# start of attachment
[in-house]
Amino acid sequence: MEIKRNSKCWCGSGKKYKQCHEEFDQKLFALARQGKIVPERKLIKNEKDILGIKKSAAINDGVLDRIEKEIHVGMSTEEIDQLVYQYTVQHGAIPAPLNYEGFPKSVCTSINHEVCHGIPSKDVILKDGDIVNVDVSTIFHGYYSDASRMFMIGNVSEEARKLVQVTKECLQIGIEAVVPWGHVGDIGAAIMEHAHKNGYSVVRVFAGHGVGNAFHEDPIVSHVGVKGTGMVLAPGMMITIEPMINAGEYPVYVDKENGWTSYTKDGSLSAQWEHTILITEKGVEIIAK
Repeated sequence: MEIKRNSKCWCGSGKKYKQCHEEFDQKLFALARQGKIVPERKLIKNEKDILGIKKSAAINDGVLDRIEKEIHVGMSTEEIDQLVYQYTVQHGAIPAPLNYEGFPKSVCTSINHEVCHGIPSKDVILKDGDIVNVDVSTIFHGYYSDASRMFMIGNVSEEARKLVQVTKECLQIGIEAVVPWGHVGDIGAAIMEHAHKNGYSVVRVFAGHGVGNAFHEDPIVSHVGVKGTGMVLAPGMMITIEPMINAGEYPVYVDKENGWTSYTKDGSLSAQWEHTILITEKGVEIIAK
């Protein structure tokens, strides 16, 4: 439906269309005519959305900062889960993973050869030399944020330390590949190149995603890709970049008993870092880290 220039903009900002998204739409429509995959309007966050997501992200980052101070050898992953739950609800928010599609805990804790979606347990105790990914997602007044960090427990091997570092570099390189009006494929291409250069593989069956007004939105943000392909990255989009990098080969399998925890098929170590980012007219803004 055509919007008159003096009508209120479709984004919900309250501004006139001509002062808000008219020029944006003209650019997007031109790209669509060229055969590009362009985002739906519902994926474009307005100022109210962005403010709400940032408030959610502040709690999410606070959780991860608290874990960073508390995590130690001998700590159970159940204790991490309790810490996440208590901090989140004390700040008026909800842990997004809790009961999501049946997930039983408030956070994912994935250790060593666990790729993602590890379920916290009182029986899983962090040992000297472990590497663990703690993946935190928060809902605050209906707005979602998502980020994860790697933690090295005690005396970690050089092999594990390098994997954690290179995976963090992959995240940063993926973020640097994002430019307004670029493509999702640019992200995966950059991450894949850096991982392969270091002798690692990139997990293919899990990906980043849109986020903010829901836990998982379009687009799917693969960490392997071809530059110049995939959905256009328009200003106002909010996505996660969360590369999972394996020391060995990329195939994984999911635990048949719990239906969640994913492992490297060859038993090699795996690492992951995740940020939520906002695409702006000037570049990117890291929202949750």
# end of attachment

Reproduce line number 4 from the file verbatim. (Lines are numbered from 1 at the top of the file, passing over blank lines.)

């Protein structure tokens, strides 16, 4: 439906269309005519959305900062889960993973050869030399944020330390590949190149995603890709970049008993870092880290 220039903009900002998204739409429509995959309007966050997501992200980052101070050898992953739950609800928010599609805990804790979606347990105790990914997602007044960090427990091997570092570099390189009006494929291409250069593989069956007004939105943000392909990255989009990098080969399998925890098929170590980012007219803004 055509919007008159003096009508209120479709984004919900309250501004006139001509002062808000008219020029944006003209650019997007031109790209669509060229055969590009362009985002739906519902994926474009307005100022109210962005403010709400940032408030959610502040709690999410606070959780991860608290874990960073508390995590130690001998700590159970159940204790991490309790810490996440208590901090989140004390700040008026909800842990997004809790009961999501049946997930039983408030956070994912994935250790060593666990790729993602590890379920916290009182029986899983962090040992000297472990590497663990703690993946935190928060809902605050209906707005979602998502980020994860790697933690090295005690005396970690050089092999594990390098994997954690290179995976963090992959995240940063993926973020640097994002430019307004670029493509999702640019992200995966950059991450894949850096991982392969270091002798690692990139997990293919899990990906980043849109986020903010829901836990998982379009687009799917693969960490392997071809530059110049995939959905256009328009200003106002909010996505996660969360590369999972394996020391060995990329195939994984999911635990048949719990239906969640994913492992490297060859038993090699795996690492992951995740940020939520906002695409702006000037570049990117890291929202949750």